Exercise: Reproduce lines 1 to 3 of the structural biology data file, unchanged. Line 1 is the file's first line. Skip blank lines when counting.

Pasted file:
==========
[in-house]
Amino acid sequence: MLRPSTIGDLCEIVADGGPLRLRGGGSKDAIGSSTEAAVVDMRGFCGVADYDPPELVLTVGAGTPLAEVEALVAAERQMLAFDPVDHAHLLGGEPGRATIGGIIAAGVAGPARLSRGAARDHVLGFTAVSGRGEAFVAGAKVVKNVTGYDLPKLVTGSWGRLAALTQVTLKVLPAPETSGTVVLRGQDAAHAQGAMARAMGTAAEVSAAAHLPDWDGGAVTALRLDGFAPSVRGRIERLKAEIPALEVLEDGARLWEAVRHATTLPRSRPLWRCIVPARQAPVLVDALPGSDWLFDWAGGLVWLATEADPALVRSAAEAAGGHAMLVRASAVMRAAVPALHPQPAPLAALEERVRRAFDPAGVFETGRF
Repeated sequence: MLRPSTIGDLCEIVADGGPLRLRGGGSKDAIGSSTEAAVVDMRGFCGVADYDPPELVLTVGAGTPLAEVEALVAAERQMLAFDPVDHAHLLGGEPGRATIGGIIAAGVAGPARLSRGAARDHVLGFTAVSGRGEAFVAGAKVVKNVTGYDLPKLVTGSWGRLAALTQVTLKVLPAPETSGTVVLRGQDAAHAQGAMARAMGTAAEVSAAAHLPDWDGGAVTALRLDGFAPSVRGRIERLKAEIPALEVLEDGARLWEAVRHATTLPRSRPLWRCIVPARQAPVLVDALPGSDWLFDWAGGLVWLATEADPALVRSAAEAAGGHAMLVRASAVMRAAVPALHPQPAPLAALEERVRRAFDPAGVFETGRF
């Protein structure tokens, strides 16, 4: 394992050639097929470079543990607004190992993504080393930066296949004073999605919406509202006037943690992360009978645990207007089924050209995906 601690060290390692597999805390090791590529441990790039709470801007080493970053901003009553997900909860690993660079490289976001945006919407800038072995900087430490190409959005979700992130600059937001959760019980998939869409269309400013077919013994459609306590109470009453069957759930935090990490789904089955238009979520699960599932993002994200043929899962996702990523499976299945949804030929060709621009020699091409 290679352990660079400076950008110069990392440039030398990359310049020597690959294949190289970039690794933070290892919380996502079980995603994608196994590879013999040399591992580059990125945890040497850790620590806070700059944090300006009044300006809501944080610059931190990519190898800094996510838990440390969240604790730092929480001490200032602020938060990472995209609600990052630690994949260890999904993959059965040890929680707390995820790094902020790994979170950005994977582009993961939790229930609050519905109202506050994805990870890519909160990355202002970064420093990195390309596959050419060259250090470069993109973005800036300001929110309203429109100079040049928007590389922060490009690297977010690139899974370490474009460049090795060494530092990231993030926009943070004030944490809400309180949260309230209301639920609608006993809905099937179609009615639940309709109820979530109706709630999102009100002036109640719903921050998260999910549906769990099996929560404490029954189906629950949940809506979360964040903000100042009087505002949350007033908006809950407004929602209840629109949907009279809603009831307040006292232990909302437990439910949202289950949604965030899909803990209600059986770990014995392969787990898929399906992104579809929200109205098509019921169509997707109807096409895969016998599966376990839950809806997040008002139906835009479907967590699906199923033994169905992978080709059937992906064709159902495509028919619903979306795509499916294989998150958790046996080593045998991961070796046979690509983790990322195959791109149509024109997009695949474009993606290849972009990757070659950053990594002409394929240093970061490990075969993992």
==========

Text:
[in-house]
Amino acid sequence: MLRPSTIGDLCEIVADGGPLRLRGGGSKDAIGSSTEAAVVDMRGFCGVADYDPPELVLTVGAGTPLAEVEALVAAERQMLAFDPVDHAHLLGGEPGRATIGGIIAAGVAGPARLSRGAARDHVLGFTAVSGRGEAFVAGAKVVKNVTGYDLPKLVTGSWGRLAALTQVTLKVLPAPETSGTVVLRGQDAAHAQGAMARAMGTAAEVSAAAHLPDWDGGAVTALRLDGFAPSVRGRIERLKAEIPALEVLEDGARLWEAVRHATTLPRSRPLWRCIVPARQAPVLVDALPGSDWLFDWAGGLVWLATEADPALVRSAAEAAGGHAMLVRASAVMRAAVPALHPQPAPLAALEERVRRAFDPAGVFETGRF
Repeated sequence: MLRPSTIGDLCEIVADGGPLRLRGGGSKDAIGSSTEAAVVDMRGFCGVADYDPPELVLTVGAGTPLAEVEALVAAERQMLAFDPVDHAHLLGGEPGRATIGGIIAAGVAGPARLSRGAARDHVLGFTAVSGRGEAFVAGAKVVKNVTGYDLPKLVTGSWGRLAALTQVTLKVLPAPETSGTVVLRGQDAAHAQGAMARAMGTAAEVSAAAHLPDWDGGAVTALRLDGFAPSVRGRIERLKAEIPALEVLEDGARLWEAVRHATTLPRSRPLWRCIVPARQAPVLVDALPGSDWLFDWAGGLVWLATEADPALVRSAAEAAGGHAMLVRASAVMRAAVPALHPQPAPLAALEERVRRAFDPAGVFETGRF